I’m a sucker for Funko’s ReAction series, which — for the three of you who don’t know — collects characters from movies and television and turns them into endearingly simplistic action figures.
Since they’re so comparable to Kenner’s old Star Wars figures, I was born to love them. Still, most of my adoration has been from afar, sheerly as a matter of self-preservation: I buy enough goofy crap as it is, and my wallet just can’t handle adding another never-ending collection of ten dollar action figures to the mix.
Of course, I’m willing to make exceptions in cases of extreme awesomeness, and I think a set of GREMLINS ReAction figures is just such a case.
…so I went nuts and bought a ton of them, all at once. Shown above are six of the seven available figures, and the only reason I didn’t buy the seventh is because stupid Toys “R” Us didn’t have it.
TRU charged over eleven dollars per figure, which I admit to being a little “too much” for these. I expect a markup on toys aimed at adult collectors — after all, the mere idea that we can find figures like these in brick-and-mortar stores is worth the premium — but in ReAction’s case, that markup can feel a bit severe. The good news is that several chains seem to be recognizing this, and it’s no longer uncommon to find them on sale.
This time, I couldn’t be patient. Had this Gremlins set been around when I was a kid, they would’ve been my very favorite action figures. Even now, when I’m old enough to cradle seven ounces’ worth of plastic and wonder how many bills it could’ve paid, I’m so in love. These are great! (more…)
The previous edition of Five Random Action Figures took us to Old Plastic Dude #100. If it’s correct to assume that my next milestone entry won’t come until #200, I have my work cut out for me. Better get started!
DC Comics Super Powers, 1985
Part of Kenner’s inspired DC Comics Super Powers line, Darkseid also holds the distinction of being that collection’s best figure. (Don’t argue with me about this. You didn’t need to read comics to know that Darkseid was the big bad.)
As Darkseid was the chief inspiration for my favorite comic book character, I hold him in high esteem even without much knowledge about whatever he did in the DC universe. (As a kid, I considered Darkseid an amalgam of Emperor Palpatine and the Incredible Hulk. Thirty years later, and that shoe still seems to fit.)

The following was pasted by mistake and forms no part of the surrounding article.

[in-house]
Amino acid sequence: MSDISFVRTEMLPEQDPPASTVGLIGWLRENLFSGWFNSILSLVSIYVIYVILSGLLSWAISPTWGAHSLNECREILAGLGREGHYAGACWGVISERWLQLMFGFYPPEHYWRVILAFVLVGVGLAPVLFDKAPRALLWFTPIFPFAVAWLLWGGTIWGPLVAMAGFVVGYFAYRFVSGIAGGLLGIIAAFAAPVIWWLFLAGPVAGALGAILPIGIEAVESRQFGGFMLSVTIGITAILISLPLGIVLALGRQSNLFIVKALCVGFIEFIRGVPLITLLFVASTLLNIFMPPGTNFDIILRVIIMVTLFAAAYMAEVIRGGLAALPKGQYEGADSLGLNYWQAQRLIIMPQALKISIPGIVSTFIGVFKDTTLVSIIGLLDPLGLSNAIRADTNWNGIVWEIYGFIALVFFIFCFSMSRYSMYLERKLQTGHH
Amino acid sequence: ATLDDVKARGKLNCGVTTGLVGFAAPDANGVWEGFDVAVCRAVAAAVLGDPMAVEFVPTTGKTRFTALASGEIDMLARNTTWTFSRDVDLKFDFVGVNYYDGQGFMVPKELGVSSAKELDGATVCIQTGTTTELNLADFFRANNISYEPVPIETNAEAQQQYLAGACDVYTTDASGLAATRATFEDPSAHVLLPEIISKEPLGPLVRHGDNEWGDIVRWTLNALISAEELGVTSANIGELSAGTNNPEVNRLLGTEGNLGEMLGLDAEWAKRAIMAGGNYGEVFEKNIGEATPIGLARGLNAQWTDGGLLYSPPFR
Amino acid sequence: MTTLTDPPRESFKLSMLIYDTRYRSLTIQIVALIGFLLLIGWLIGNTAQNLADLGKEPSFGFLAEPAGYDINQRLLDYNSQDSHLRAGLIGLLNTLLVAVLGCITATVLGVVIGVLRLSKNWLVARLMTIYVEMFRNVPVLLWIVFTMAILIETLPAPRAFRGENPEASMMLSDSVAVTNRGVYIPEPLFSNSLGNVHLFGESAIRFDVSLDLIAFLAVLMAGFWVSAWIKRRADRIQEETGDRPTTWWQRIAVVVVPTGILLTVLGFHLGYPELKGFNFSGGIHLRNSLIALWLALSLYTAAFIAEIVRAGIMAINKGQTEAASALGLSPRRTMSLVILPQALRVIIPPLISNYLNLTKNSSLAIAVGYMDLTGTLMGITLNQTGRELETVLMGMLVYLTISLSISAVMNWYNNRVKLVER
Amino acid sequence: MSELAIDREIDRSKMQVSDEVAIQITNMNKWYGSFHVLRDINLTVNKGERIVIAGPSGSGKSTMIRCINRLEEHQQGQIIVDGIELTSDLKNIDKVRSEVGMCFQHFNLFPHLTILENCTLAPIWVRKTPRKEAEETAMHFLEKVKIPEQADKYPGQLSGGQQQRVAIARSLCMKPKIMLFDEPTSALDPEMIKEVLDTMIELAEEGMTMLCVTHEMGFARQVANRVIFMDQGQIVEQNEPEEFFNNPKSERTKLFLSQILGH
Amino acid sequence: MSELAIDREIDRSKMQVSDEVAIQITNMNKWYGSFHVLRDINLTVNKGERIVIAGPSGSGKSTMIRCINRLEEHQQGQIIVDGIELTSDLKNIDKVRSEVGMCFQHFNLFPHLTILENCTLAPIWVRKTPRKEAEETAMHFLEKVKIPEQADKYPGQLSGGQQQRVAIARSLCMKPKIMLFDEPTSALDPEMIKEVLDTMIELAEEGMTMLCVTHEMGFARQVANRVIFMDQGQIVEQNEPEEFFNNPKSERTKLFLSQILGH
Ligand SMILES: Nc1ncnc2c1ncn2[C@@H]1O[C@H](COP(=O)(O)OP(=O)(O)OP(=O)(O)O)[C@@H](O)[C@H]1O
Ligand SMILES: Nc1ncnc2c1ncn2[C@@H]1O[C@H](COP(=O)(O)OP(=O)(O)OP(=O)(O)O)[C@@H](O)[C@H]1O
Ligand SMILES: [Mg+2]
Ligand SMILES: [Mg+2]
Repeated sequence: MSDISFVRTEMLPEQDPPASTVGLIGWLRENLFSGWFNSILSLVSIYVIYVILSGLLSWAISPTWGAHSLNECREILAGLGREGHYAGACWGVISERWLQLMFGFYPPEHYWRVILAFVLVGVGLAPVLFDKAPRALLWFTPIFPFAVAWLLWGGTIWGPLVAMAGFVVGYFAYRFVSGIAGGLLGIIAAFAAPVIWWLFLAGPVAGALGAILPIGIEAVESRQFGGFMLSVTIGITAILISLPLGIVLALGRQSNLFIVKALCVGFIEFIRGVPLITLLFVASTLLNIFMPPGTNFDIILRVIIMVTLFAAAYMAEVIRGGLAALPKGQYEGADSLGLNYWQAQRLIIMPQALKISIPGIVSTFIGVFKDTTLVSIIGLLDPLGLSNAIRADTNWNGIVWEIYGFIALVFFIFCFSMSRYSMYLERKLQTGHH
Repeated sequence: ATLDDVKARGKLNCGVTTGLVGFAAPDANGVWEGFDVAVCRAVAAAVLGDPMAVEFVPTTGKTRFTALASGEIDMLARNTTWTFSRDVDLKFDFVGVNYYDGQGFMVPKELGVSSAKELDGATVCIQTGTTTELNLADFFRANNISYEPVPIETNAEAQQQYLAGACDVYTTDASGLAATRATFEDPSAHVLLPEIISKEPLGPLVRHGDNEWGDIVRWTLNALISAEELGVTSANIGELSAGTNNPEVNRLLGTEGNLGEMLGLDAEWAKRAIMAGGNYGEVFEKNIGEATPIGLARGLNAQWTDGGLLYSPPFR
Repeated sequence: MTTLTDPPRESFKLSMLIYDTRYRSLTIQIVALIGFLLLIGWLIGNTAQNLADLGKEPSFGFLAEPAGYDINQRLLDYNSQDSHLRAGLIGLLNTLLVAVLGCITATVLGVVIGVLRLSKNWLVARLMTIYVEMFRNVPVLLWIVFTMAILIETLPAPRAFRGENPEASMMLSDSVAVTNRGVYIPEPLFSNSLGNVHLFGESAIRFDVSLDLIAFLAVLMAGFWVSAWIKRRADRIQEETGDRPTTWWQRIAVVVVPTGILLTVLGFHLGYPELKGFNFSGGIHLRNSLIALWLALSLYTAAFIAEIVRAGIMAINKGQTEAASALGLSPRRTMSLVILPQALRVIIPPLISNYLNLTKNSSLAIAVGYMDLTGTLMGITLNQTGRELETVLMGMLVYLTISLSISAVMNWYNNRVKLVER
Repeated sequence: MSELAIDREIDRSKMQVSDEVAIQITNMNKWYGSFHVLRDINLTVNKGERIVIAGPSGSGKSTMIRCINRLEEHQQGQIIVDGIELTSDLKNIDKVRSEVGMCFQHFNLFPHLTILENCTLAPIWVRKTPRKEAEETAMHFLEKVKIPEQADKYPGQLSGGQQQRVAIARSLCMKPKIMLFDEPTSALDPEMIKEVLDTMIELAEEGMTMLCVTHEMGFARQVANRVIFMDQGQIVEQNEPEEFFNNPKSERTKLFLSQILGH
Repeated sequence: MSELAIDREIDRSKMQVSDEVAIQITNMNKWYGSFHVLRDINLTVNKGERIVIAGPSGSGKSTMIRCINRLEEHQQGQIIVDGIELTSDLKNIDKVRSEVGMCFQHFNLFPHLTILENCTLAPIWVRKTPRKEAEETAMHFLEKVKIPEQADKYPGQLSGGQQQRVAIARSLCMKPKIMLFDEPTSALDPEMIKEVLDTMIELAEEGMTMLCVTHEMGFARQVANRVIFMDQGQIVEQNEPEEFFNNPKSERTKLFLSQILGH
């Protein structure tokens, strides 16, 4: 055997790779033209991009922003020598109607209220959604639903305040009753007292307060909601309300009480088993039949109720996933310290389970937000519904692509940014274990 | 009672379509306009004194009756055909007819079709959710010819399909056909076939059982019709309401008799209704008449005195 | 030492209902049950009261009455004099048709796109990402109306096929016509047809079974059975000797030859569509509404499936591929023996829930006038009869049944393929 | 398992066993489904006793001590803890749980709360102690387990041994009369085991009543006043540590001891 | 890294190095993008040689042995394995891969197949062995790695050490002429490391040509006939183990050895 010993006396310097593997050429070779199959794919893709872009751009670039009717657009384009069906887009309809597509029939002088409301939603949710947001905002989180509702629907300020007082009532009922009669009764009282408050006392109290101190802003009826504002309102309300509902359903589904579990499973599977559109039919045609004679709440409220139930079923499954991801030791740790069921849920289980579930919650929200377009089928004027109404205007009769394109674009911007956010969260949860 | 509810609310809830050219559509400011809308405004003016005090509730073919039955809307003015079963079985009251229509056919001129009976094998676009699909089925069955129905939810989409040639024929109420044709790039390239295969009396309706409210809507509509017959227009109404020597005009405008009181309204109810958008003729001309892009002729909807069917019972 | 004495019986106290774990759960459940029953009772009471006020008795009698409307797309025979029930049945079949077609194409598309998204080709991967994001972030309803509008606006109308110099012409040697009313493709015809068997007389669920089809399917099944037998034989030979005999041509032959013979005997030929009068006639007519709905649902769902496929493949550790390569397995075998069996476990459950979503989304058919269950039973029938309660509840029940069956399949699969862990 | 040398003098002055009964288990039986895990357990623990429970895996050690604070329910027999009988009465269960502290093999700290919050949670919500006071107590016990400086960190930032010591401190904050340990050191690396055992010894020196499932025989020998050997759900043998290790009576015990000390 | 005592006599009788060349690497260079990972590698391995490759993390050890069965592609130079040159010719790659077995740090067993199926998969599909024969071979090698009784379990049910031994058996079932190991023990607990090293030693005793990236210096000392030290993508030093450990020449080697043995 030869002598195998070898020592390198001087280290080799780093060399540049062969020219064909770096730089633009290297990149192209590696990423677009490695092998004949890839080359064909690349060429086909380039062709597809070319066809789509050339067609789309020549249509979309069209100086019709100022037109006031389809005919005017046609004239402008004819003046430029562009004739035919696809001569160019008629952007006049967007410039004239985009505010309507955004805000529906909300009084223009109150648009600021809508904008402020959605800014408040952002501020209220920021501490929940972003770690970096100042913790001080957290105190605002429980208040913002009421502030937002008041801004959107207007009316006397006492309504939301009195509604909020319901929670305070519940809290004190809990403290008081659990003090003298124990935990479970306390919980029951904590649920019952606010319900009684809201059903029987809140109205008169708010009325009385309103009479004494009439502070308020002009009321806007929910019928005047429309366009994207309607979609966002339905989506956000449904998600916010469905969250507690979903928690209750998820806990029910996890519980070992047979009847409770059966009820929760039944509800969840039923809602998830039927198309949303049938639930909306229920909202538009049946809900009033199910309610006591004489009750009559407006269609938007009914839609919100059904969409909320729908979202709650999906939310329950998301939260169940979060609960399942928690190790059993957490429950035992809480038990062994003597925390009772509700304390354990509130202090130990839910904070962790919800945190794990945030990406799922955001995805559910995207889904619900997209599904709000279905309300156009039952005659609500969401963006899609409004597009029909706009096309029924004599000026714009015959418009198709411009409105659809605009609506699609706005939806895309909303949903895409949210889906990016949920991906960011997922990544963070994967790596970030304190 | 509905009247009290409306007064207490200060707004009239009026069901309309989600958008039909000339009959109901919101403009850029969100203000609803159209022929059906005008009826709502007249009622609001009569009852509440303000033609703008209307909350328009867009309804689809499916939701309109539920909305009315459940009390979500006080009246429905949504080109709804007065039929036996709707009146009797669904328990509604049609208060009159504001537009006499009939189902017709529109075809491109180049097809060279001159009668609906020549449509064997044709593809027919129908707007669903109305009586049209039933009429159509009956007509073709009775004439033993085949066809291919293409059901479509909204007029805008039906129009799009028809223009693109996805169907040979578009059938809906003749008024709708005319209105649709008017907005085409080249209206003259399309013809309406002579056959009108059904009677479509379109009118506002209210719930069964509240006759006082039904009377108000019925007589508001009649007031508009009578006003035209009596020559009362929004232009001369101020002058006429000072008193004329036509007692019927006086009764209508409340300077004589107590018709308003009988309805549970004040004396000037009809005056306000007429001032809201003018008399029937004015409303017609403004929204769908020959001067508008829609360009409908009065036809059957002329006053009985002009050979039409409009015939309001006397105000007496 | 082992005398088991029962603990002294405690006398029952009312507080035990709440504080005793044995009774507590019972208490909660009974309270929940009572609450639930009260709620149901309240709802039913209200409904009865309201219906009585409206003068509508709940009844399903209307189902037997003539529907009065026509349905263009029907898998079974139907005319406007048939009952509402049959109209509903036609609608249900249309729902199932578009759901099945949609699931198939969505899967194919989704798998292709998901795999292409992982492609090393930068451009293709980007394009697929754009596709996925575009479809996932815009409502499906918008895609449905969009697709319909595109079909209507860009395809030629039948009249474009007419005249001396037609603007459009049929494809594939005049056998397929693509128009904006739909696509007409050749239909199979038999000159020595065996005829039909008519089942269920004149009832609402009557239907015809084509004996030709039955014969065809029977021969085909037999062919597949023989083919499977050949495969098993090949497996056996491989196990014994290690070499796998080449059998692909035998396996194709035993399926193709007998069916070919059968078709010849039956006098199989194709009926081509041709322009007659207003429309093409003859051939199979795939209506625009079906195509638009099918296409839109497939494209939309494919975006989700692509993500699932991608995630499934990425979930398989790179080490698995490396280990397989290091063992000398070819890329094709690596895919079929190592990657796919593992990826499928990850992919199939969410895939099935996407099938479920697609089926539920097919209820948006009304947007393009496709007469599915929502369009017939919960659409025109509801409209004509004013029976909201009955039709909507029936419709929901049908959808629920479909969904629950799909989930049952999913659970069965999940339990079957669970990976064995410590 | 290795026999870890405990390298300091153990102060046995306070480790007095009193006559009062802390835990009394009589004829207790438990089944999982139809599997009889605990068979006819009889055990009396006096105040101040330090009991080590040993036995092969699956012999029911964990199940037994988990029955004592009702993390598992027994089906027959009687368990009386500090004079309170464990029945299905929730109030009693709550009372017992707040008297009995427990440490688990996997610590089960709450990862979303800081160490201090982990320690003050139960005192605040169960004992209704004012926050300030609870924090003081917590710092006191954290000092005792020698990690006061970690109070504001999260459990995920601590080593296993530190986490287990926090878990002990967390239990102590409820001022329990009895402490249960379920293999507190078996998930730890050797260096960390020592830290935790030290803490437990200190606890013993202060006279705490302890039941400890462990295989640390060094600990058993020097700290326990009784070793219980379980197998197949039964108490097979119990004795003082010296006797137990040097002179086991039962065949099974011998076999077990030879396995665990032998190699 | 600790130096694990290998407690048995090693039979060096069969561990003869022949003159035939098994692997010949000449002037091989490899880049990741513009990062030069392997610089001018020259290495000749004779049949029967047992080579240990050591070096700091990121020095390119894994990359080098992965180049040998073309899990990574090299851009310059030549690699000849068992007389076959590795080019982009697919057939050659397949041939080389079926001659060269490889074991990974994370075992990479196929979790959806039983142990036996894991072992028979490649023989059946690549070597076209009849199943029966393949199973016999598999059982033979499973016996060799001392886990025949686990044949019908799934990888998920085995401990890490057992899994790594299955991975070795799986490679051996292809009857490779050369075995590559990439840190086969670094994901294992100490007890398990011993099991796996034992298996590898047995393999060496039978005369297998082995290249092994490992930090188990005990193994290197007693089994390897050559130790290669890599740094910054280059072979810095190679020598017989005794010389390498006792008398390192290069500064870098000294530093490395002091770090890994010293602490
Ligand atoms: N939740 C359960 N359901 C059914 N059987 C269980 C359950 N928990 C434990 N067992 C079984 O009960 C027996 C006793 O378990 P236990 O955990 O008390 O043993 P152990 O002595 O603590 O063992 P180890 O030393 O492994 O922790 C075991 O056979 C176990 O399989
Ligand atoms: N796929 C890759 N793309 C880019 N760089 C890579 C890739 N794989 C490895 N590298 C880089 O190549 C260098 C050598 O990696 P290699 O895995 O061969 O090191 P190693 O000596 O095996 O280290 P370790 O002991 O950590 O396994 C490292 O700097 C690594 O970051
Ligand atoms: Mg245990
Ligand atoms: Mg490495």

While rarely making such lists, this really was one of the best action figures of the ‘80s. The fact that mine lacks the originally-included fabric cape does little to dent its perfect score. Aside from just looking like a great big gargoyle badass, the figure also has eyes that glow red under direct light! (more…)
BURGERS THAT TURN INTO ROBOTS!
McDonald’s Changeables may very well be the best Happy Meal toys of all time. At the very least, they’re tied with those old Halloween pails.
Between 1987 and 1990, McDonald’s released three sets of Changeables — aka McRobots — for a grand total of 22 unique action figures, plus a few more if we’re counting the non-transformable “Under 3” toys.
We were wild for them as kids, and adulthood has done little to diminish our collective affinity. While it’s accepted that most Happy Meal toys will cut a few corners, Changeables seemed downright retail-ready. These figures were sturdy, well-detailed and just so damn imaginative.
As you’ll gather by watching that absolutely kickass commercial, Changeables were conceived as a sort of Transformers ripoff, but in some ways, they actually outclassed them.